The North American Pitcher plant or Sarracenia is a type of carnivorous plant that habits the great lakes, the eastern seaboard, Texas, and southeastern Canada, most of its varieties growing in the southeast states.
The leaves of the North American Pitcher plant have developed to have a funnel-like shape with a hood-like formation growing above the opening that stops rainwater from weakening the digestive juices.
Carnivorous Trap Mechanism
- It is interesting to note that all varieties catch insects and other prey without using any moving parts. They have stationary traps and consist of a combination of attractions like scent, color and nectar, and inescapability. Characteristically, the inlets to the traps are one-way because of the highly adapted features already described.
- Most varieties employ a mishmash of drugged nectar, scent, waxy deposits, which block insect feet, and gravity to bring down insects into their pitcher.
- Certain varieties contain coniine, an alkaloid drug that tranquilizes insects. The insect on entering the plant finds the footing very slippery because of the waxy surface of the walls of the pitcher.
- As the insect goes down further, downward-pointing hairs make its escape impracticable.
The lowest part of the tube, containing a pool of liquid consisting of digestive enzymes and wetting agents swiftly drowns the victim and starts digestion. The largely undigested exoskeletons fill up the pitcher tube while summer lasts.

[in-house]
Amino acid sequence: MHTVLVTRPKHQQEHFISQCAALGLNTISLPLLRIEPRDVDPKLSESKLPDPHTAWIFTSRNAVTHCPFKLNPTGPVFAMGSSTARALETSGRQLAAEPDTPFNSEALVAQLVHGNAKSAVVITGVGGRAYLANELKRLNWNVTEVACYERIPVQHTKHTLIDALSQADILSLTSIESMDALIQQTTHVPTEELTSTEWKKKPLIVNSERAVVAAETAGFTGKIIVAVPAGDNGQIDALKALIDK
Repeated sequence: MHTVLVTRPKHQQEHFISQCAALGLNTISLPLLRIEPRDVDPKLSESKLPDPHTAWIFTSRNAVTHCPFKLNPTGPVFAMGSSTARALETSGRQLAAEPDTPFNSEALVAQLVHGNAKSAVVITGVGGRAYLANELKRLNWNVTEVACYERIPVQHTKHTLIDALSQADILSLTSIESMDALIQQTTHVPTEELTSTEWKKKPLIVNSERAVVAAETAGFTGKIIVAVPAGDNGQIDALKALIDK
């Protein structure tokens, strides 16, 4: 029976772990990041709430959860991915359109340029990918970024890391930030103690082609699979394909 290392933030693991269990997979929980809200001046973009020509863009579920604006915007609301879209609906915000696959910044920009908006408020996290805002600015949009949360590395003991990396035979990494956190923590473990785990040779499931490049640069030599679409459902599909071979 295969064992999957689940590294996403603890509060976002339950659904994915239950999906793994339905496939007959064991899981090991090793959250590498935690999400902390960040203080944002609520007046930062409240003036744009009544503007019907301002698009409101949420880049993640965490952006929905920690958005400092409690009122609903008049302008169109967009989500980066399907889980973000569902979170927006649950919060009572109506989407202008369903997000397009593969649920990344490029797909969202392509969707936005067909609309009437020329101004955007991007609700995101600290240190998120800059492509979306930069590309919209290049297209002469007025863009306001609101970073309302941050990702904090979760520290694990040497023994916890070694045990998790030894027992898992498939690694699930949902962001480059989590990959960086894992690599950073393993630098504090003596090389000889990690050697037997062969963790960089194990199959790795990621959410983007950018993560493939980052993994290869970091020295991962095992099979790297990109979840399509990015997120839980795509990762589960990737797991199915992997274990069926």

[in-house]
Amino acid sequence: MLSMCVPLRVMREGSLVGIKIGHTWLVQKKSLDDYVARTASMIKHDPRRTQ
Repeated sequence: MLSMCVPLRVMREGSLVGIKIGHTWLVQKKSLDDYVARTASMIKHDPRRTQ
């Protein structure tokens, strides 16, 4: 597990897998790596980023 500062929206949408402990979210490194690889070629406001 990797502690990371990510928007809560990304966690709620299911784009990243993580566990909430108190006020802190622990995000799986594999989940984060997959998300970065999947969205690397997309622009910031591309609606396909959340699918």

Pitcher-making starts at the end of the flowering period in spring and ends in late autumn. As autumn draws nearer, the pitchers start withering and the plants create non-carnivorous leaves named phyllodia, which play a part in the economics of carnivory in this variety by assuming a slower metabolism all through winter when the prey is infrequent.
Range and habitat
Most of these species confine themselves to the United States southeastern coastal plain. Most of the North American pitcher plant species grow in the southeastern coastal plain of the United States, but some of them extend northwards and westwards into Canada. They require a habitat with a warm temperature and since they are perennial, the Sarracenia needs a clear demarcation of summer and winter. Swamps, grassy plains and wet fens, with low pH acidic soil, a blend of sphagnum moss and soil, are their permanent habitat
Tips for Domestic Cultivation
Many enthusiasts of carnivorous plants have taken up growing the North American Pitcher plant because its cultivation is easy and uncomplicated. Please read below some tips for a successful effort.
Containers & Planting
A true enthusiast can enjoy raising Sarracenia by sinking wading pools, laundry tubs or plastic pots in the ground, but make sure you provide a slit at the bottom to prevent water from stagnating in the soil
Mix one part of sand and two parts of sphagnum peat moss and you have the ideal substrate for the Sarracenia. However, since these plants prefer acidic, moisture retentive and nutrient-poor soil, you would do well to avoid clay and rich soils.
When you decide to cultivate the Sarracenia, make sure to choose a location that provides at least more than five hours of direct sunlight. Remember that these plants do not flourish under artificial lights.
Water and Humidity
The North American Pitcher plants are very finicky to water quality. Use only rainwater, or pure water from a reverse osmosis process.
Having discovered a fondness for insects while pursuing her degree in Biology, Randi Jones was quite bugged to know that people usually dismissed these little creatures as “creepy-crawlies”.